About 86 million Americans cycle, including 40 percent of adults, according to the Outdoor Industry Association. Cycling provides medical and social benefits, such as improved cardiovascular health, weight control and a stronger family bond. Cycling is also appealing if you’re searching for a low-impact exercise. However, it can lead to injuries such as a pulled calf muscle.
What Is a Pulled Calf Muscle?
Soft tissue injuries, such as a pulled or strained calf muscle, are common types of cycling injuries. The calf muscle group consists of three muscles -- the gastrocnemius, soleus and plantaris. Calf muscle strains most commonly affect the gastrocnemius. They occur when the muscle stretches too much or tears.
Causes and Risk Factors
A variety of factors can contribute to a calf muscle strain, including weakness of the muscles, improper warm-up and cycling too much in one day. Your form or technique during cycling can also cause a calf strain, such as if your foot is pointing upward and your calf muscle is hyperextended at the lowest cycle position. Tight muscles, cold weather and fatigue are also possible causes of calf muscle strain.
Bike Fit, Technique and Resistance
Ensuring that your bike is properly fitted can reduce your risk of pulling a calf muscle. The seat should be at the correct height so you don’t hyperextend your calf muscle when pedaling. Your feet should be pointing forward as you cycle, not upward. Also, cycle at a resistance or gear you can manage. If the gear is too high, you’ll have to push down more forcefully with your foot and possibly overexert or strain your calf muscle.
Stretching your calf muscles helps to increase flexibility and prevent muscle strains. Always warm up before you stretch your calf muscles, either by walking or cycling at a slow pace for about five to 10 minutes. To begin a simple calf stretch, stand with your hands against a wall. With your right knee slightly bent, stretch your left leg out behind you and press your heel into the floor. Hold the stretch for 15 to 30 seconds. Return to the starting position and repeat with your other leg. Repeat the stretch on both legs.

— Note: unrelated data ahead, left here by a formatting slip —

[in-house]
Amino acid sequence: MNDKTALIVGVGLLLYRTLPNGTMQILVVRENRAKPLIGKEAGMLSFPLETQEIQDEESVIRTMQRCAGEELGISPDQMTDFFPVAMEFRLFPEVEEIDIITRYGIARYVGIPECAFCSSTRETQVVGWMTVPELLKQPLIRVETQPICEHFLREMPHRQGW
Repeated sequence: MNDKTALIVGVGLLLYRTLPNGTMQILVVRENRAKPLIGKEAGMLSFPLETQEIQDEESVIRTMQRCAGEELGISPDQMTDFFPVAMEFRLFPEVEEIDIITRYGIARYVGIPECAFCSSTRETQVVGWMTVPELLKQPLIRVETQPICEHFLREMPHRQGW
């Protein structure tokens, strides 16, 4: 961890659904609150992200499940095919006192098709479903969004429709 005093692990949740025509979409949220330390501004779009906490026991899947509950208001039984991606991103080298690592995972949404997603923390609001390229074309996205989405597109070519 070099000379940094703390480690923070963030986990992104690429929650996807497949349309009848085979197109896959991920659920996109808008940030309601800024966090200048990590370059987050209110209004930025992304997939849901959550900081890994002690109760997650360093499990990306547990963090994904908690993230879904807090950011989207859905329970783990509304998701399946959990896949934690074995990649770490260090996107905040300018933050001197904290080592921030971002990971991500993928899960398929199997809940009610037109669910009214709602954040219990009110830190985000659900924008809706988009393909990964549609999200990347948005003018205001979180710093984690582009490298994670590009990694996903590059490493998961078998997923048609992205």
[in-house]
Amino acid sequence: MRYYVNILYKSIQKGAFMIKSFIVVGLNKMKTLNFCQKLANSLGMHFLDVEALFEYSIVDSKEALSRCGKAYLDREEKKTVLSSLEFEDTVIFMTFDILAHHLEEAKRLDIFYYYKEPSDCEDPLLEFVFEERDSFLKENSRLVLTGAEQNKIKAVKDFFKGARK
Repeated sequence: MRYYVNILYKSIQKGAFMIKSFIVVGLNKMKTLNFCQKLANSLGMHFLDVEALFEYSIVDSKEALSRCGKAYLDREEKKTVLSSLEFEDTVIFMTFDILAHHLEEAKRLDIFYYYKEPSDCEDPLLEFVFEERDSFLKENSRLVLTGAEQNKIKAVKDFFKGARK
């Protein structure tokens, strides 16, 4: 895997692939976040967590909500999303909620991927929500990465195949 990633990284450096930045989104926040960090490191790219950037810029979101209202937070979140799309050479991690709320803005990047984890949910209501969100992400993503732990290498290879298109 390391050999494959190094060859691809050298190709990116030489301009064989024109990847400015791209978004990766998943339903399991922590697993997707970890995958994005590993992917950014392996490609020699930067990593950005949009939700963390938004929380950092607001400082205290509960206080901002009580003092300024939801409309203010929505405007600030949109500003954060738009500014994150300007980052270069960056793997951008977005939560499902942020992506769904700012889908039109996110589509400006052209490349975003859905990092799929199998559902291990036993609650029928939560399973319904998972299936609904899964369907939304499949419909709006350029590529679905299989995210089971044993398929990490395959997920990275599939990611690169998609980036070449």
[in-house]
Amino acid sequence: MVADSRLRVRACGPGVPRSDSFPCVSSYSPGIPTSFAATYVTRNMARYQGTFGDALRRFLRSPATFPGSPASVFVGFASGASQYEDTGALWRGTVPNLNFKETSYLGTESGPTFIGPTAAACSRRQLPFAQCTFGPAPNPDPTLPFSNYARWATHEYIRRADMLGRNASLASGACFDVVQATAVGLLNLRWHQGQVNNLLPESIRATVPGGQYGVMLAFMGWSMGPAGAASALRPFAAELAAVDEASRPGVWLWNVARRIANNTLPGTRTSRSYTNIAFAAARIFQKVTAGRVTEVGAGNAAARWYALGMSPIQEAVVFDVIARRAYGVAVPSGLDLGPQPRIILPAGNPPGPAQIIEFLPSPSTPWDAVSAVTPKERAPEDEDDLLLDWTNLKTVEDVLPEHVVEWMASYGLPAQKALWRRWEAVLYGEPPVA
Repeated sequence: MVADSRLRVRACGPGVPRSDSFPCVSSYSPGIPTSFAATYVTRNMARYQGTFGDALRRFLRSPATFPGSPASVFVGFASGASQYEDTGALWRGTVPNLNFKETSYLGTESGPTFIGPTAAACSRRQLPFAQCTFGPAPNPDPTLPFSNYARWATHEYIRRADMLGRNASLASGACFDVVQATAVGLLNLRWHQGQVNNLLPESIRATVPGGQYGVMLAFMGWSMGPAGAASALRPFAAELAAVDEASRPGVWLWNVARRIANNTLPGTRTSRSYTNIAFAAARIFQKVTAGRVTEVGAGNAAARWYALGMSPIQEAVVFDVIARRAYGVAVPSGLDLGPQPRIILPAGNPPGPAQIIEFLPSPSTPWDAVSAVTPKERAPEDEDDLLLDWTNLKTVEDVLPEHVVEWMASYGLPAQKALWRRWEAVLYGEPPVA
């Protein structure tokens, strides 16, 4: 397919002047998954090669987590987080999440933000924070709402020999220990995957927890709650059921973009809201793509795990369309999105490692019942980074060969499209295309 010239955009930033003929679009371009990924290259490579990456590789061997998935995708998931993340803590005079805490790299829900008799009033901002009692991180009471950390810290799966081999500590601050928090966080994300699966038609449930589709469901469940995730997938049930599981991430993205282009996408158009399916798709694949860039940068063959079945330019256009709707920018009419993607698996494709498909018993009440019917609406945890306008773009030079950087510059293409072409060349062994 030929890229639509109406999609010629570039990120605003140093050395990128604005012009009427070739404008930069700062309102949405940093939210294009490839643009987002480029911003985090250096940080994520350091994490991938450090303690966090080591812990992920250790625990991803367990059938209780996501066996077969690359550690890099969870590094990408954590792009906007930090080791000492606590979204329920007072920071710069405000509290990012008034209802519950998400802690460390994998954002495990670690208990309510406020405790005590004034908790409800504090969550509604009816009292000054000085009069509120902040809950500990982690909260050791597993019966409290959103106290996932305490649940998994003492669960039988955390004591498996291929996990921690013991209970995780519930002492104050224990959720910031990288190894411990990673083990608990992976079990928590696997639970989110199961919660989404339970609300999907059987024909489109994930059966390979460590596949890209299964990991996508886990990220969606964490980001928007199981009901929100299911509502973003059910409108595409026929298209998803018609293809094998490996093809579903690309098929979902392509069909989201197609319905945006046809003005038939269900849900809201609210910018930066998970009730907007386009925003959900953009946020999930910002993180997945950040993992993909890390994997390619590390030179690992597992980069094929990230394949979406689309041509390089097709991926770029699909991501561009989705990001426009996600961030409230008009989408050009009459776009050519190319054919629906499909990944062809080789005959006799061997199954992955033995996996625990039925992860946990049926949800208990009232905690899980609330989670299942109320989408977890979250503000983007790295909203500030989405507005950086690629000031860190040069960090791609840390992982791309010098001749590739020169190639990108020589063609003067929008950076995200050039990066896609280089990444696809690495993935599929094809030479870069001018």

Treat a mild to moderate calf muscle strain with RICE -- rest, ice, compression and elevation -- when you first suffer the injury. Take a break from cycling until the pain and swelling subside. Ice your calf for 15 to 20 minutes about four times a day. Keep your leg elevated as often as possible. After three to five days, you can begin to apply heat to speed the healing process. Once you’re no longer experiencing acute pain, begin gentle stretches for about 10 seconds, four to six times a day. If you experience symptoms such as bruising on your calf or your calf muscle balling up, you likely have a severe or Grade III strain. Seek medical attention as soon as possible.
- “Current Reviews in Musculoskeletal Medicine”; Gastrocnemius vs. Soleus Strain: How to Differentiate and Deal With Calf Muscle Injuries; J. Bryan Dixon; June 2009
- The Doctors of USC; Calf Muscle Strain; Laurie LaRusso, MS, ELS
- “Heal Your Knees”; Robert Klapper, M.D. and Lynda Huey; 2004